"History of the US Navy", by James M. Morris
    Tommy Trampp
    Enterpirse III 362k USS Enterprise capturing the Tripolian corsair Tripoli off Malta 1 August 1801. From a drawing (circa 1878) by CAPT. William Bainbridge Hoff, US Navy.
    Photo from the US National Archives.
    Bill Gonyo
    Argus 129k Bombardment of Tripoli, 3 August 1804
    Oil by Michael Felice Corne, depicting Commodore Edward Preble's squadron engaging the Tripolian gunboats and fortifications during the afternoon of 3 August 1804. U.S. Navy vessels shown in the foreground are, from left to right:
    schooner USS Enterprise,
    schooner USS Nautilus,
    brig USS Argus,
    brig USS Syren,
    schooner USS Vixen,
    mortar boat Dent,
    gunboat Somers,
    frigate USS Constitution (Preble's flagship),
    mortar boat Robinson, and
    gunboat Blake.
    Attacking the enemy flotilla in the center background are LT.Stephen Decatur's three gunboats and a gunboat commanded by LT. James Decatur, who was killed in this action.
    US Naval History and Heritage Command Photo # NH 65536-KN. Courtesy of the U.S. Naval Academy Museum, Annapolis, Maryland.
    US Naval History and Heritage Command
    Enterprise III 507k USS Enterprise engaging and capturing the 12-gun gun-brig HMS Boxer, near Portland, Maine in September 1813.
    Image taken from the pages of the book Twenty-Six Historic Ships, by Fredrick Hill, 1903.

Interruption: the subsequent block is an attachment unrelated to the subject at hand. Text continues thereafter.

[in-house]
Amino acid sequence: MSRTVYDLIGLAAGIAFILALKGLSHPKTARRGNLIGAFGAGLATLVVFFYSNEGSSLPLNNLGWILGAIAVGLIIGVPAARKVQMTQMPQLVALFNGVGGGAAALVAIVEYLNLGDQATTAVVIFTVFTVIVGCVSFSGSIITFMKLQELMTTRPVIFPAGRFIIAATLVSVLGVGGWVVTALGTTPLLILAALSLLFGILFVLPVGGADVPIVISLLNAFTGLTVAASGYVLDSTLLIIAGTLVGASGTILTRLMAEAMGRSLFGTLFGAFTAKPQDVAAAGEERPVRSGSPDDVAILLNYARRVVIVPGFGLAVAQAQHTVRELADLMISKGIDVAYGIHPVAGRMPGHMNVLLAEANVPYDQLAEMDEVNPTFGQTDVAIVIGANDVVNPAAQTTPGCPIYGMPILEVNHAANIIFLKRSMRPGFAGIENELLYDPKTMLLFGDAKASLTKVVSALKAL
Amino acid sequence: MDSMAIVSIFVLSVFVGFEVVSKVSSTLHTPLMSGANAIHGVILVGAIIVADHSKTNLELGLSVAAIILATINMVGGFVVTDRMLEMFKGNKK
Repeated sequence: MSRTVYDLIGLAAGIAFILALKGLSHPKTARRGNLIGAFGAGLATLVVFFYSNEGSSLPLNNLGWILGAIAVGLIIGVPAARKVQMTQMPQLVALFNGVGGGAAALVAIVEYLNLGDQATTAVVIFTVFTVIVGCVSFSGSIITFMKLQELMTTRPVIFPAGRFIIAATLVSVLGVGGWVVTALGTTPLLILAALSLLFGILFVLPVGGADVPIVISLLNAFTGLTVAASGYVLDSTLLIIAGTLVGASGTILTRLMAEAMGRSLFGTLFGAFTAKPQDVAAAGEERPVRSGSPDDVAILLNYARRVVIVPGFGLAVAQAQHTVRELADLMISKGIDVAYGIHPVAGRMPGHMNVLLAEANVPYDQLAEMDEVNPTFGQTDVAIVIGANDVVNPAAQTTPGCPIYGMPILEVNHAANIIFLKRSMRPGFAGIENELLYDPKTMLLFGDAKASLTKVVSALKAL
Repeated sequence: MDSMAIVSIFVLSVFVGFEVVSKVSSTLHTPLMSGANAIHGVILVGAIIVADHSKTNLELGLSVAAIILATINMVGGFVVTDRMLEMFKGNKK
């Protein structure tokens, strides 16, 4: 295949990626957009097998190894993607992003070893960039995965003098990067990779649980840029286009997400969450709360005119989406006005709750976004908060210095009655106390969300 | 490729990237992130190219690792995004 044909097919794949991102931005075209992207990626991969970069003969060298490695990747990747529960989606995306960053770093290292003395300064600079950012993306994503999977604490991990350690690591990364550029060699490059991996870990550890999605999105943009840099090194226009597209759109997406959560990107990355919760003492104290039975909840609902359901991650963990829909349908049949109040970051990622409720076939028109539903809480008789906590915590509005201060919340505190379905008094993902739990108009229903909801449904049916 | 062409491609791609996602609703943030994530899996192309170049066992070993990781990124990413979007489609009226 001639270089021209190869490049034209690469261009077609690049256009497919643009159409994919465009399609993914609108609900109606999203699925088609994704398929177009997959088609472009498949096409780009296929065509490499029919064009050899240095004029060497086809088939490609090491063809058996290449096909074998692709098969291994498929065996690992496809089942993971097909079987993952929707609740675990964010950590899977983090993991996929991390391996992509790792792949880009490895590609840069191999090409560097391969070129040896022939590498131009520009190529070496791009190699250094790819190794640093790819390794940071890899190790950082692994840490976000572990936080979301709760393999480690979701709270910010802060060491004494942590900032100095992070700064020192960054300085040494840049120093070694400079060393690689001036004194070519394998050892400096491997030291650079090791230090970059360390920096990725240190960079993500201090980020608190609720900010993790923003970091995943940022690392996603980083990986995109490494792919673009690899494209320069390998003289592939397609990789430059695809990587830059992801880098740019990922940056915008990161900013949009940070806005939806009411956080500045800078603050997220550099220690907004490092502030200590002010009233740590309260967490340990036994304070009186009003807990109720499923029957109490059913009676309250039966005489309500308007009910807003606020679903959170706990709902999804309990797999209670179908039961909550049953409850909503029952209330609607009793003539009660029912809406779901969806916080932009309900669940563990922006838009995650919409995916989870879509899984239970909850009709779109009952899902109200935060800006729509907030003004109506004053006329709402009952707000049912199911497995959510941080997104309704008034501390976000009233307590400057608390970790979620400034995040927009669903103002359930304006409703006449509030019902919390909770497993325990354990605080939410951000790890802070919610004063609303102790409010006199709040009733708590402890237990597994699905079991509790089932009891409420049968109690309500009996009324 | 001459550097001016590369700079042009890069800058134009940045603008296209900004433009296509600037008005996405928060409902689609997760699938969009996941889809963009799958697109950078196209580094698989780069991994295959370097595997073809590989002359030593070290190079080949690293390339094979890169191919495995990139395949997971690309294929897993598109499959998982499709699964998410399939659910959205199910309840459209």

Robert Hurst
    112k Print by George G.Smith (1795-1878) engraver George Girdler Smith of the United States squadron under Com. Bainbridge returning triumphant from the Mediterranean in 1815, The print shows the American squadron at sea, includes, on the left;
    USS Macedonian (I),
    USS Firefly (I),
    USS Torch,
    USS Boxer (I), at center,
    USS Independence,
    USS USS Spark (I),
    USS Saranac (I),
    USS Enterprise (III),
    USS Lynx (i), and on the right,
    USS Congress (III)
    USS Chippewa (II),
    USS Spitfire (III) and
    USS Flambeau.
    United States Library of Congress's Prints and Photographs division under the digital ID cph.3a47975
    Robert Hurst
    Pennsylvania 110k Warships of the sailing navy. Chromolithograph by Armstrong & Company, after an 1893 watercolor by Fred S. Cozzens, published in Our Navy -- Its Growth and Achievements, 1897. Ships depicted are from different eras, and are identified by the artist as (from left to right): U.S. Brig (Schooner) Enterprise (1799-1823), firing a salute; U.S. Ship of the Line Pennsylvania (1837-1861); U.S. Ship of the Line North Carolina (1825-1867), mis-labeled by the artist as South Carolina; and U.S. Brig Hornet (1805-1829). The vessel under sail in the far center distance is not identified. Collection of Captain Glenn Howell, USN, 1974.
    US Naval History and Heritage Command Photo #: NH 460-KN (Color)
    Robert Hurst
    Philadelphia 34k Johnston Blakely commanded USS Enterprise during the capture of the Tripolian corsair Tripoli off Malta 1 August 1801. Image courtesy of North Carolina Office of Archives and History, Raleigh, N.C. Bill Gonyo

    USS Enterprise (III)
    Dictionary of American Naval Fighting Ships (DANFS)
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    Last Updated 13 May 2022